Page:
I think my least favorite part of the whole experience was when I turned to their forums for help with my issues. A ton of people have had the problems I described. So what do they do? Fix those problems? Ha! Sure, and then they handed out free lollipops and walked my dog for me. No, instead of solving their tech issues, the good people at imeem post responses to the forums (always under the same user name) peppering the poor besotted user with a metric shit-tonne of stupid first-tier tech support questions (always the same questions) designed to make the user think they probably did something wrong by trying to use the site on a PC via a web browser. Yes, it happens on every computer I use. Yes, it happens when I connect from a different IP address. Yes, your fucking site is fucking broken regardless of whether or not it rained last night. Just fix your shit!

Sorry. It's been a long week. Next up: I try to embed an imeem playlist in a post! Stay tuned for hilarity.

Anyone have any other experiences with this site?

UPDATE, 2/24/08, 5:50 PM: An anonymous commenter claiming to work at imeem (I say "claiming" only because this person is anonymous so I can't say for sure, but I have no reason not to believe him or her) just told me about a new playlist creation feature over at imeem. Review to follow! I'm keeping my fingers crossed, I would really love to have found the tool I can use from now on to post playlists to this blog. I know both of my readers are waiting with baited breath.


mc chris Ain't Nuthing ta Fuck Wit

mc chris, picture by CrystalzillaIf you've ever found yourself listening to Dan Deacon or Girl Talk, and thought to yourself, "wow, this is great, but I really wish that some short dude with an impossibly nasal, high-pitched voice was rapping about Star Wars or marijuana over top of it," then mc chris is for you.

In addition to being considered the Godfather of nerdcore, mc chris is also a featured voice on the greatest/weirdest cartoon of all time, Aqua Teen Hunger Force, as well as many other Adult Swim shows, thus making him a hero in my eyes.

I've heard him before, but I have to admit, I didn't really "get" mc chris until I saw him perform last night at the Cat's Cradle in Carrboro, NC as part of the Dirty South Improv Festival. (I'm down here with my improv troupe JINX to help represent DC to the state where I once met a smiling presidential hopeful named John Edwards. Ah, happier times.) Watching MC, as he's known to the hip kids, it was obvious that he was having the time of his life up on that stage, performing for a bunch of improvisers and whacked-out college kids who actually knew the words to his songs and were there to see him, not some headlining act. He put his heart into it, rapped like a pro, and told some great stories about life on the road. Even if everyone that came to the show with me left after about 4 songs, I had a blast. Props to my friend Nate for being on the mc chris bandwagon before it was cool.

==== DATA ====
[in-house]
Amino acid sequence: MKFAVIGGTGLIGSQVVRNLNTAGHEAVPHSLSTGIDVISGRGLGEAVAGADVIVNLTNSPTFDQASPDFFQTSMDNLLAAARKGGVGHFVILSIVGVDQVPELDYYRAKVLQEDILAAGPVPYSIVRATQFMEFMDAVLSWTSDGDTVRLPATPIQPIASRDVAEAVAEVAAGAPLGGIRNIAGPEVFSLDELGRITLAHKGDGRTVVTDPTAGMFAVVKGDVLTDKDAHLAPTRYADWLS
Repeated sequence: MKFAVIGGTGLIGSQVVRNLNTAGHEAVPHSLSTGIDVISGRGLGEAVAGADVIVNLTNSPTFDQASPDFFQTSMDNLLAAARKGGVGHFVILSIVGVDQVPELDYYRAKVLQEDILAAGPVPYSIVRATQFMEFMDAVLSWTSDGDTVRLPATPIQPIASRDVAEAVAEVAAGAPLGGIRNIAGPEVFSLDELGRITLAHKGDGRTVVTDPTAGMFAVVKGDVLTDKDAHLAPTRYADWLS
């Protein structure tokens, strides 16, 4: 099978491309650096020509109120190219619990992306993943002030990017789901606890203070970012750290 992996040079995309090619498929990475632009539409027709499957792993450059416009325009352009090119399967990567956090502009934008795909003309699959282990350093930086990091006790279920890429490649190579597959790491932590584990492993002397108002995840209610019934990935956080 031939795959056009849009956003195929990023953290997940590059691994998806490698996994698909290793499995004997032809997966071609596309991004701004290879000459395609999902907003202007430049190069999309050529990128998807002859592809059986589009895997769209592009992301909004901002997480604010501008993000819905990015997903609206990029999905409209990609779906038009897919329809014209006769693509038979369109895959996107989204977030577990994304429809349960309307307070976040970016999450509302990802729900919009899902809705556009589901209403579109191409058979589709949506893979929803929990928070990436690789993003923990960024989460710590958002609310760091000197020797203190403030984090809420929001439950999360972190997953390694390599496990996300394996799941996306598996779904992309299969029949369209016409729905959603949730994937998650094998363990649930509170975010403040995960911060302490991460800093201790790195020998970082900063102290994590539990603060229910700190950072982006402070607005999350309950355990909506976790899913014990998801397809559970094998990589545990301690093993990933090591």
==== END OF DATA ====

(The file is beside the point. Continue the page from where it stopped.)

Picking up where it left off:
For your listening pleasure: Fett's Vette off his album "Life's a Bitch and I'm Her Pimp":


Don't change for me. Better yet, do change for me.

What if you had the chance to take something good and make it great? Or to take something great and make it totally super awesome? Would you do it? Yes, of course you would! What kind of stupid question is that? Anyway, that brings me to today's topic: remixes. Putting aside those dark days in the late 90s when it was considered de rigueur to put out a "dance remix" of whatever shitty song was hot at the moment, remixes can actually be a pretty cool way to experience a song. They let you experience an artist's take on another artist's music, often with far more interesting results than you'd get by just hearing a cover version. Remixes, in fact, can sometimes turn out...dare I say it?...better than the original song. [Pause for effect.]